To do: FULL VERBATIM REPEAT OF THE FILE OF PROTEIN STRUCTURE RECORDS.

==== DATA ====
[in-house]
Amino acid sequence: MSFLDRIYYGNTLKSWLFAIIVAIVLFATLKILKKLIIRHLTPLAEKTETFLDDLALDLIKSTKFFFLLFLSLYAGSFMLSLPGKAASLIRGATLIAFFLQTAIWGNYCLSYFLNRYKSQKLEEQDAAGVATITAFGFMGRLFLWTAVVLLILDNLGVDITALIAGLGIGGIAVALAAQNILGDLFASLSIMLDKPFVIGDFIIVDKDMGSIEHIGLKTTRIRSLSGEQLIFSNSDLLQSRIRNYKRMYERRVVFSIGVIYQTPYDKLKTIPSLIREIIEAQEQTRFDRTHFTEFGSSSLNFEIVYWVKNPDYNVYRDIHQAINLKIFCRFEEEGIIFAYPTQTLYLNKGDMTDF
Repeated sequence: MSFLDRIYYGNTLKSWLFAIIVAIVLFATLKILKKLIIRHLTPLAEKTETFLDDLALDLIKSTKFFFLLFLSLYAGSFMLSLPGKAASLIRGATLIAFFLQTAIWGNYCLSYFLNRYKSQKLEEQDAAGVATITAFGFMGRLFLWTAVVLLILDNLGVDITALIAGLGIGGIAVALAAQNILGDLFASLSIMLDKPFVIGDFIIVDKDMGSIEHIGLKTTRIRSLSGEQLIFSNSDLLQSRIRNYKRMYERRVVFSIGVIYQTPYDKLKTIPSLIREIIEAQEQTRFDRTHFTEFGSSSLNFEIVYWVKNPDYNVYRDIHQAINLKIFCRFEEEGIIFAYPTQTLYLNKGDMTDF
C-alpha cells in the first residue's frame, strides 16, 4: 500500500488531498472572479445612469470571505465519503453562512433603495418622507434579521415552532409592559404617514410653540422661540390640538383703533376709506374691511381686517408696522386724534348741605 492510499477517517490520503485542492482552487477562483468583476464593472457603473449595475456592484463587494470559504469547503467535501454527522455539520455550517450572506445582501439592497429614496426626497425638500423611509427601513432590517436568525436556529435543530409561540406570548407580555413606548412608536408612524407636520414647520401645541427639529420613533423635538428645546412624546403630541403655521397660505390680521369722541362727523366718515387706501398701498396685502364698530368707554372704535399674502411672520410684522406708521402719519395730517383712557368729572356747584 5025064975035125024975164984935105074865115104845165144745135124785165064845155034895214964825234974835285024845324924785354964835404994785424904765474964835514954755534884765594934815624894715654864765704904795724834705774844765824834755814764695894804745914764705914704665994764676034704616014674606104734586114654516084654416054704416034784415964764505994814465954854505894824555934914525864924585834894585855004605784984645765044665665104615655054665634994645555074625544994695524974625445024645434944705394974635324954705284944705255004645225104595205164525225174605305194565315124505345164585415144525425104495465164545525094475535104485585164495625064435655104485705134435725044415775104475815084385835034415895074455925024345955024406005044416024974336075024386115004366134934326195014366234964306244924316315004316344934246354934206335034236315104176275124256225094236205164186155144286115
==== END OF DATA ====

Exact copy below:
[in-house]
Amino acid sequence: MSFLDRIYYGNTLKSWLFAIIVAIVLFATLKILKKLIIRHLTPLAEKTETFLDDLALDLIKSTKFFFLLFLSLYAGSFMLSLPGKAASLIRGATLIAFFLQTAIWGNYCLSYFLNRYKSQKLEEQDAAGVATITAFGFMGRLFLWTAVVLLILDNLGVDITALIAGLGIGGIAVALAAQNILGDLFASLSIMLDKPFVIGDFIIVDKDMGSIEHIGLKTTRIRSLSGEQLIFSNSDLLQSRIRNYKRMYERRVVFSIGVIYQTPYDKLKTIPSLIREIIEAQEQTRFDRTHFTEFGSSSLNFEIVYWVKNPDYNVYRDIHQAINLKIFCRFEEEGIIFAYPTQTLYLNKGDMTDF
Repeated sequence: MSFLDRIYYGNTLKSWLFAIIVAIVLFATLKILKKLIIRHLTPLAEKTETFLDDLALDLIKSTKFFFLLFLSLYAGSFMLSLPGKAASLIRGATLIAFFLQTAIWGNYCLSYFLNRYKSQKLEEQDAAGVATITAFGFMGRLFLWTAVVLLILDNLGVDITALIAGLGIGGIAVALAAQNILGDLFASLSIMLDKPFVIGDFIIVDKDMGSIEHIGLKTTRIRSLSGEQLIFSNSDLLQSRIRNYKRMYERRVVFSIGVIYQTPYDKLKTIPSLIREIIEAQEQTRFDRTHFTEFGSSSLNFEIVYWVKNPDYNVYRDIHQAINLKIFCRFEEEGIIFAYPTQTLYLNKGDMTDF
C-alpha cells in the first residue's frame, strides 16, 4: 500500500488531498472572479445612469470571505465519503453562512433603495418622507434579521415552532409592559404617514410653540422661540390640538383703533376709506374691511381686517408696522386724534348741605 492510499477517517490520503485542492482552487477562483468583476464593472457603473449595475456592484463587494470559504469547503467535501454527522455539520455550517450572506445582501439592497429614496426626497425638500423611509427601513432590517436568525436556529435543530409561540406570548407580555413606548412608536408612524407636520414647520401645541427639529420613533423635538428645546412624546403630541403655521397660505390680521369722541362727523366718515387706501398701498396685502364698530368707554372704535399674502411672520410684522406708521402719519395730517383712557368729572356747584 5025064975035125024975164984935105074865115104845165144745135124785165064845155034895214964825234974835285024845324924785354964835404994785424904765474964835514954755534884765594934815624894715654864765704904795724834705774844765824834755814764695894804745914764705914704665994764676034704616014674606104734586114654516084654416054704416034784415964764505994814465954854505894824555934914525864924585834894585855004605784984645765044665665104615655054665634994645555074625544994695524974625445024645434944705394974635324954705284944705255004645225104595205164525225174605305194565315124505345164585415144525425104495465164545525094475535104485585164495625064435655104485705134435725044415775104475815084385835034415895074455925024345955024406005044416024974336075024386115004366134934326195014366234964306244924316315004316344934246354934206335034236315104176275124256225094236205164186155144286115